How the body cam video is used. If there is an incident, officers can later enter information into the recording about the incident, which goes into a database that can be part of a wider query later. The hope is to get better prosecution. Video can show the judge that the person has done something multiple times. The judge can see the actual video, not just a report, and this has more impact. Footage cannot be deleted by the officer. The recordings are also encrypted—they only work on supervisors’ docks. So no one can download to their computer. There is an automatic audit trail of who viewed a video and that audit trail can’t be deleted.
A body cam records exactly what the officer sees, so his perspective is what can be demonstrated. If the officer is looking into headlight glare, then that’s what the camera sees, too. There are no filters, by design. It’s a critical part of fairness to show exactly what the officer was seeing. Officers have guidelines on when to turn the body cam on. When an officer activates a body cam, it automatically includes the prior 30 seconds in the recording. In addition, the Police Foundation is currently working with the manufacturer to possibly create a trigger—for example, turning on the police car blue lights could automatically start the camera.
Safety Committee Tips
In the second part of the meeting, the VHCA Safety Chair Eleanor Barrineau led a discussion on Safety Committee Initiatives that we want all residents to be aware of:
1. Lighting. We want to be sure that bikers, pedestrians and people getting in and out of cars are safe. So we are looking to improve lighting in dark areas. On your own street, keep porch lights on. We recommend dusk-to-dawn light bulbs (Home Depot has them—they look like regular light bulbs and screw into a regular light fixture, but they automatically come on at dusk and off at dawn. No timers, no special wiring!). We also encourage you to have driveway lights.
2. Graffiti. If you see any, send to email@example.com. Include a picture if possible. Dept of Corrections crews work on those under the supervision of an APD officer. These crews can remove debris as well, such as sometimes appears on Maiden Lane.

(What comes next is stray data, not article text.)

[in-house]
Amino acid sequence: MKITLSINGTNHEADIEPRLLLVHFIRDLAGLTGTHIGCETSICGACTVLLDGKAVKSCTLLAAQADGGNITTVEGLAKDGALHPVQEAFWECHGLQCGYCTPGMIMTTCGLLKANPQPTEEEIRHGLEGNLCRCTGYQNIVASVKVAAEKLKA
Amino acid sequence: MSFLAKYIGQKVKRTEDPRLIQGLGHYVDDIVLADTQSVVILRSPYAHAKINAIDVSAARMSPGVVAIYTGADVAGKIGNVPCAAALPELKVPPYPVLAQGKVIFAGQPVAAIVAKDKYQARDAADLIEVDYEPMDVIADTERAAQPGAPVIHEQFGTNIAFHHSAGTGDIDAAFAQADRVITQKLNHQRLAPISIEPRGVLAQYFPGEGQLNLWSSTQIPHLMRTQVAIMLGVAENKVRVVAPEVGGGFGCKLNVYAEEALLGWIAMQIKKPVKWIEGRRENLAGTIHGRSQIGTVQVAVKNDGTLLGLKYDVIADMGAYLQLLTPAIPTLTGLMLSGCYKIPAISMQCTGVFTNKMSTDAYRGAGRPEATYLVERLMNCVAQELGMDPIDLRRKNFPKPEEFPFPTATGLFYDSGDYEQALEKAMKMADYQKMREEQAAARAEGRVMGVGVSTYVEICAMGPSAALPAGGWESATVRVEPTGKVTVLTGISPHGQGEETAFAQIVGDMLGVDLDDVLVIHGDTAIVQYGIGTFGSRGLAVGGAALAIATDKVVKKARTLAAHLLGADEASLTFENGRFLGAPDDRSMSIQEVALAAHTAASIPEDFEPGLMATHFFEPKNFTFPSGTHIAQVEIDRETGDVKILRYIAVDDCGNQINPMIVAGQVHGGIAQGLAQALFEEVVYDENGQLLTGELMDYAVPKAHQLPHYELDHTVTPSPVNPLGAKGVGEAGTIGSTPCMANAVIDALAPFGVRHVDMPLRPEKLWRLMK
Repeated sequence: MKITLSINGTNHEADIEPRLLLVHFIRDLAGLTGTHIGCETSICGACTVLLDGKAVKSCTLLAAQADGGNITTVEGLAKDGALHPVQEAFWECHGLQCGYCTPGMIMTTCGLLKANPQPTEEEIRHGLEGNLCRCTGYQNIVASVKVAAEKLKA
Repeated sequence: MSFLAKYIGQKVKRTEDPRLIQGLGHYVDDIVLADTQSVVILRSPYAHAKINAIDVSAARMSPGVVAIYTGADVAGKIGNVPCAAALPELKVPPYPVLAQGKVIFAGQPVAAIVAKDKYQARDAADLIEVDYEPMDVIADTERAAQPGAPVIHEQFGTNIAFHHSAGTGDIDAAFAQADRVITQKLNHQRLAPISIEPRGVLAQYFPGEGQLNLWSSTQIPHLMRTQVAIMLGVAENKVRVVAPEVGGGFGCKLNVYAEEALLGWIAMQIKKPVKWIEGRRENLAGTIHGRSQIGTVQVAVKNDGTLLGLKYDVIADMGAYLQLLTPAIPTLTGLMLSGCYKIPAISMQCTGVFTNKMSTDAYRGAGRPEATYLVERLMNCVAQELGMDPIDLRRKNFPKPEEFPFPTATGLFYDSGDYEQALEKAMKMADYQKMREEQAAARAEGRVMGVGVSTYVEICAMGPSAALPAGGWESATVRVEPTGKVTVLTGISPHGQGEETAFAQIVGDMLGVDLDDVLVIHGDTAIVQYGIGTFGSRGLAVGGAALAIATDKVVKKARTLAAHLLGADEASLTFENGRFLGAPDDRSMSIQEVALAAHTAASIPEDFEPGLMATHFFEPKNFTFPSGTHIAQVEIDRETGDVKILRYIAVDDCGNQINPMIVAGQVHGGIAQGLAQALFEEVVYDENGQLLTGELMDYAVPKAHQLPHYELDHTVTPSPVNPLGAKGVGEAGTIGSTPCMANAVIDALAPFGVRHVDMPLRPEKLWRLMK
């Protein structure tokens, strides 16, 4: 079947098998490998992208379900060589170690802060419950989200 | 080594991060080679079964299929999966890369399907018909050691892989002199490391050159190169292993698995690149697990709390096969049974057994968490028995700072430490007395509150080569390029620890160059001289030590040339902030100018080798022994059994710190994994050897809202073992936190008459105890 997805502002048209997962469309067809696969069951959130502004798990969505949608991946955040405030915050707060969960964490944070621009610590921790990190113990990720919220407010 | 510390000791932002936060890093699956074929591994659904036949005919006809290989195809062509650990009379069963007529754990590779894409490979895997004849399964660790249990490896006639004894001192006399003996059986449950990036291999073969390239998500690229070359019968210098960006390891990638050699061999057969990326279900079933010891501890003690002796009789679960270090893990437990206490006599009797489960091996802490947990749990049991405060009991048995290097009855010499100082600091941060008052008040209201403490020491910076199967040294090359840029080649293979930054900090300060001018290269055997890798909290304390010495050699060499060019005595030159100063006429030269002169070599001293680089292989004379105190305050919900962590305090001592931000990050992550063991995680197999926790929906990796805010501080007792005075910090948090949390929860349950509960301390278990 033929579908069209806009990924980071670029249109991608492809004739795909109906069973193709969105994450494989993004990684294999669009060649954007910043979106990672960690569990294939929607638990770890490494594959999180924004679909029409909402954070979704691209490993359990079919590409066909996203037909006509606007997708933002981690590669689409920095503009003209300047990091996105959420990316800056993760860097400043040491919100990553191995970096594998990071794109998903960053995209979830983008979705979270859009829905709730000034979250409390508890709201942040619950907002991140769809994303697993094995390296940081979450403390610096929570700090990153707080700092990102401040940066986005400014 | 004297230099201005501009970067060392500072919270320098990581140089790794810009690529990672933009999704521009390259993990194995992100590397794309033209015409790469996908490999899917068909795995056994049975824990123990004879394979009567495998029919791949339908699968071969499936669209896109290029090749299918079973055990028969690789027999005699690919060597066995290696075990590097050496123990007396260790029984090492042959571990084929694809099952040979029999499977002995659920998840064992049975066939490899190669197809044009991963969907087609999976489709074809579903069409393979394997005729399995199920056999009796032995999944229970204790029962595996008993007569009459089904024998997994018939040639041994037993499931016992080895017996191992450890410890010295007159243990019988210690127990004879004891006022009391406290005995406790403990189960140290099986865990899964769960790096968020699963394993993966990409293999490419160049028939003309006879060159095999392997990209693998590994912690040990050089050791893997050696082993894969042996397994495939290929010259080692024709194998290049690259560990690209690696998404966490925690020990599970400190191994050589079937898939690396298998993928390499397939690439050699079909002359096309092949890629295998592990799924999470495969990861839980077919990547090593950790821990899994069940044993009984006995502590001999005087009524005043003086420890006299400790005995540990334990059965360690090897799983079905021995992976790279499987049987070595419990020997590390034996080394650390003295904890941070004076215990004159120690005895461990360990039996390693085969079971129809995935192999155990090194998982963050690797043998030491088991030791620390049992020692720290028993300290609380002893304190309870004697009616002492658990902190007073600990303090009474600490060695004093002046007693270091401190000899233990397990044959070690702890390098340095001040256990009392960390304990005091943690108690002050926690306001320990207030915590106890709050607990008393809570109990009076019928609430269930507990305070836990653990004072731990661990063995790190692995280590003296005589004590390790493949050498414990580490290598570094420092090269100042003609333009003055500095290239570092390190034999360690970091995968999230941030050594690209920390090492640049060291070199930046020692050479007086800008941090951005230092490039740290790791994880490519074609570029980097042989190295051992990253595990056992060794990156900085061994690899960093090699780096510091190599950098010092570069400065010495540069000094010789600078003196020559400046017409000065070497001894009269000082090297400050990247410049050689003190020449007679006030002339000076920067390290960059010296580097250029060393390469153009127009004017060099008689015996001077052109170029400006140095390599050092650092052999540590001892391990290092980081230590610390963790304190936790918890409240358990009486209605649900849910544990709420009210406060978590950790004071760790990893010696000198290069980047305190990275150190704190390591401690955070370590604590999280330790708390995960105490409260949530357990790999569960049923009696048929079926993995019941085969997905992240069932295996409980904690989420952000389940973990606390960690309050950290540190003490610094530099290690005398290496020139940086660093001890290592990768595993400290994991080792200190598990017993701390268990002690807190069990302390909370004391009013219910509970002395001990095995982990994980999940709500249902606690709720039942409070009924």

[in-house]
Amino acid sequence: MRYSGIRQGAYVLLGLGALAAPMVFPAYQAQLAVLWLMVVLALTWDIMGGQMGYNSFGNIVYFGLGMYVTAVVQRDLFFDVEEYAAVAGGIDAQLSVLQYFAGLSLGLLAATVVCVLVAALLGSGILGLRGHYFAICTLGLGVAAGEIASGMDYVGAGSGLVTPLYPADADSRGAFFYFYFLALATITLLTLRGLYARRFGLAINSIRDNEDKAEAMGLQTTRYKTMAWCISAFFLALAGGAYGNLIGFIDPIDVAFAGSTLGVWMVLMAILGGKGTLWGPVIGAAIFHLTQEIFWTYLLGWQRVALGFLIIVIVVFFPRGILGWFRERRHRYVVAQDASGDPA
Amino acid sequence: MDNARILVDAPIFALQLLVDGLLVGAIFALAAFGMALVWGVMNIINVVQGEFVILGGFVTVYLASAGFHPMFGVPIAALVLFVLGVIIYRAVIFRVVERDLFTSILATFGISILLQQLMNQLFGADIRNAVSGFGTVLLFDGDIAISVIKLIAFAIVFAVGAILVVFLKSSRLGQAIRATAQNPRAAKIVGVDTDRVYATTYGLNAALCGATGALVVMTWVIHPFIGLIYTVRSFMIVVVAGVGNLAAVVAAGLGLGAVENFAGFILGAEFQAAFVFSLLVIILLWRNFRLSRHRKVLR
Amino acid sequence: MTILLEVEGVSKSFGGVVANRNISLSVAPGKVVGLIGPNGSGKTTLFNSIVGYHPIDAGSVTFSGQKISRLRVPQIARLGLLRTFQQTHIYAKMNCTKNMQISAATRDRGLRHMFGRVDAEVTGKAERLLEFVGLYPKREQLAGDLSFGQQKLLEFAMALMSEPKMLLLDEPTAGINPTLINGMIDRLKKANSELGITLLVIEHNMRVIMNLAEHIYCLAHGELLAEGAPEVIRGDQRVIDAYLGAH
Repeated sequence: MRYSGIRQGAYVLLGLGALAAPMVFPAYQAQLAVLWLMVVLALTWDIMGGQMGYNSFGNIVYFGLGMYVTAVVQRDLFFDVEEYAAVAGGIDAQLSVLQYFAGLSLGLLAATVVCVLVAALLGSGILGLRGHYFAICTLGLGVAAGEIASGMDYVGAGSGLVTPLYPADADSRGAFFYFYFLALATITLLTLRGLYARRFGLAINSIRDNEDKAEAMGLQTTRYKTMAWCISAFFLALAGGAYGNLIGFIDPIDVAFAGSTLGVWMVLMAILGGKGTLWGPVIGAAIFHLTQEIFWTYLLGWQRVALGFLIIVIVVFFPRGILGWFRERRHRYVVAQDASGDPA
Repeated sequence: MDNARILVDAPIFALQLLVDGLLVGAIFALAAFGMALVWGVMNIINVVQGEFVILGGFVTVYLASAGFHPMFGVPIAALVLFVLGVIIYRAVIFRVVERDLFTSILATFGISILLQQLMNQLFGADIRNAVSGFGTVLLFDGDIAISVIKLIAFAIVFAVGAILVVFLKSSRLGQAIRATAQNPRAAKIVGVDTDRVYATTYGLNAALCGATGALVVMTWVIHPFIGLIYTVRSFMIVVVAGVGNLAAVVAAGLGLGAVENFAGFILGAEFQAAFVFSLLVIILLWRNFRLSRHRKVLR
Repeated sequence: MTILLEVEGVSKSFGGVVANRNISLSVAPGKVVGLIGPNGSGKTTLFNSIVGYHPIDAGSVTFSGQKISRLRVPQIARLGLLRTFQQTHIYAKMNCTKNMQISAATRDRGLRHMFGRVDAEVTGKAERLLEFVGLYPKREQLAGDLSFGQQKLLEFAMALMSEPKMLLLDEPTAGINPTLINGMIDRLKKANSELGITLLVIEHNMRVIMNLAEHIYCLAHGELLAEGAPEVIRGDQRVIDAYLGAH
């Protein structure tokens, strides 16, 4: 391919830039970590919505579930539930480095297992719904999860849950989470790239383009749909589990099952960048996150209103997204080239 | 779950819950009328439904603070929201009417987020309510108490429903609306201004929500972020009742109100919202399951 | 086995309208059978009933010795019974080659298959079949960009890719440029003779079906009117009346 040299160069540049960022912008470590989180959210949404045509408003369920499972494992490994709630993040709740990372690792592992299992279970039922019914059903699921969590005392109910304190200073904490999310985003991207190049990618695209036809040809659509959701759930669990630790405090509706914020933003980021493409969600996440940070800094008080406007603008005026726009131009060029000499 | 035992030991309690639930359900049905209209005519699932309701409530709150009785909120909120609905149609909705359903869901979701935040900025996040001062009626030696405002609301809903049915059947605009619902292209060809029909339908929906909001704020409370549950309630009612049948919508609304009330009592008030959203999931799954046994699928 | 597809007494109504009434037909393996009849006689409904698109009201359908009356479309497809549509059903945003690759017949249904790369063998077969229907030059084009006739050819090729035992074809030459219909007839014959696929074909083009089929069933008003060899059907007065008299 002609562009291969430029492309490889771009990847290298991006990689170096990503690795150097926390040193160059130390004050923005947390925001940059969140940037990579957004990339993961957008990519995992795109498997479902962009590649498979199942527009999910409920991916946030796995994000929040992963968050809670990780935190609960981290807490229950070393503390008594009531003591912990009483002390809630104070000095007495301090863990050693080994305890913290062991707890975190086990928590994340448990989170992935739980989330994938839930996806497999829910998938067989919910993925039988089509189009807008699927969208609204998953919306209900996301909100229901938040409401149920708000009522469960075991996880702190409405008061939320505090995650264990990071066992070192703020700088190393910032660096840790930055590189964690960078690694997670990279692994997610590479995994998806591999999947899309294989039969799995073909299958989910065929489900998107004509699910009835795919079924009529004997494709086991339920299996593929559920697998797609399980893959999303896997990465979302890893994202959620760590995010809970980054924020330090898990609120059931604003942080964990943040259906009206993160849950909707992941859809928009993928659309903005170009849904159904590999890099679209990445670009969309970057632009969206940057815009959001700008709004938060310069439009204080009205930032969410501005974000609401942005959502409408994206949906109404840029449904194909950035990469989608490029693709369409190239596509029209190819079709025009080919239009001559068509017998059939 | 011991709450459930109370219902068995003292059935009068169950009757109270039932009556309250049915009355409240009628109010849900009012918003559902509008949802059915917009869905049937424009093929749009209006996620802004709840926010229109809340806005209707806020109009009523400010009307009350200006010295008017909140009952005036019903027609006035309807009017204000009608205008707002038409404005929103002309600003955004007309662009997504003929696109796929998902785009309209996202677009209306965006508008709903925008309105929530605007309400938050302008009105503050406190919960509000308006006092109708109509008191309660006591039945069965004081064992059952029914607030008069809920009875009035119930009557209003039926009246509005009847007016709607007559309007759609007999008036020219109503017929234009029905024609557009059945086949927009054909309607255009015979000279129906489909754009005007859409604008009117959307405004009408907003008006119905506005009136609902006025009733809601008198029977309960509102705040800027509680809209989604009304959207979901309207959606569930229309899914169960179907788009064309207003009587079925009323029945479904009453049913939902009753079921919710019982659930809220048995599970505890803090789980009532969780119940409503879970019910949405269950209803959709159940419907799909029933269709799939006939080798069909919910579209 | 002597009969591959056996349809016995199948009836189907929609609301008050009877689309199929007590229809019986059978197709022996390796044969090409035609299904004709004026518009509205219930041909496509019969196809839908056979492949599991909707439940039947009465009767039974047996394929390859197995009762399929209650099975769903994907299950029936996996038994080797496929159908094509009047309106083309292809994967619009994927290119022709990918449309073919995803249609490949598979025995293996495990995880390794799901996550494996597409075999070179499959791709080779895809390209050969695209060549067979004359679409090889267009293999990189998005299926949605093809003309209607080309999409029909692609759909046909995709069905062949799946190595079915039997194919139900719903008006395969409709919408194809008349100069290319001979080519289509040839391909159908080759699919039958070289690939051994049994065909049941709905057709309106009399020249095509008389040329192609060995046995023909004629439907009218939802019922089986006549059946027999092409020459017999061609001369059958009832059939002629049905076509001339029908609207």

3. Event impact. To let neighbors know when events are coming up that affect traffic and parking, the vahi.org calendar at the bottom right of the home page has been expanded to include many different events that could affect traffic. You might even want to participate, knowing an event is going on. In addition, the VHCA safety committee is working to make sure traffic and parking guidelines are enforced during events.
4. Homeowner cameras. Email firstname.lastname@example.org to let them know you have a camera. The Safety Committee can then include these on a registry that police can use.
5. When to call 911 and when to call 311. For any crime, call 911. 311 is very effective for things about which you don’t need immediate police action, such as potholes, leaks in street, street services. You can get a ticket number and their follow-up seems to be good.
About the Police Foundation
Our meeting was attended both by APD and Police Foundation representatives. The Atlanta Police Foundation supports police. It’s a private-public relationship, like the Piedmont Park Conservancy and City of Atlanta- owned Piedmont Park. The Police Foundation runs the Video Integration Center described above, among other initiatives like the Crime Stoppers Program. One of its initiatives is to evaluate police cameras before they are purchased, and help determine how they are used.
Our thanks to Michael Faughnan, Sgt. Julio Reyes, and Officers Mercado and Evans of the Atlanta Police Department, and to Marlon Trone, VP of Programs for the Atlanta Police Foundation, who helped make the meeting a success.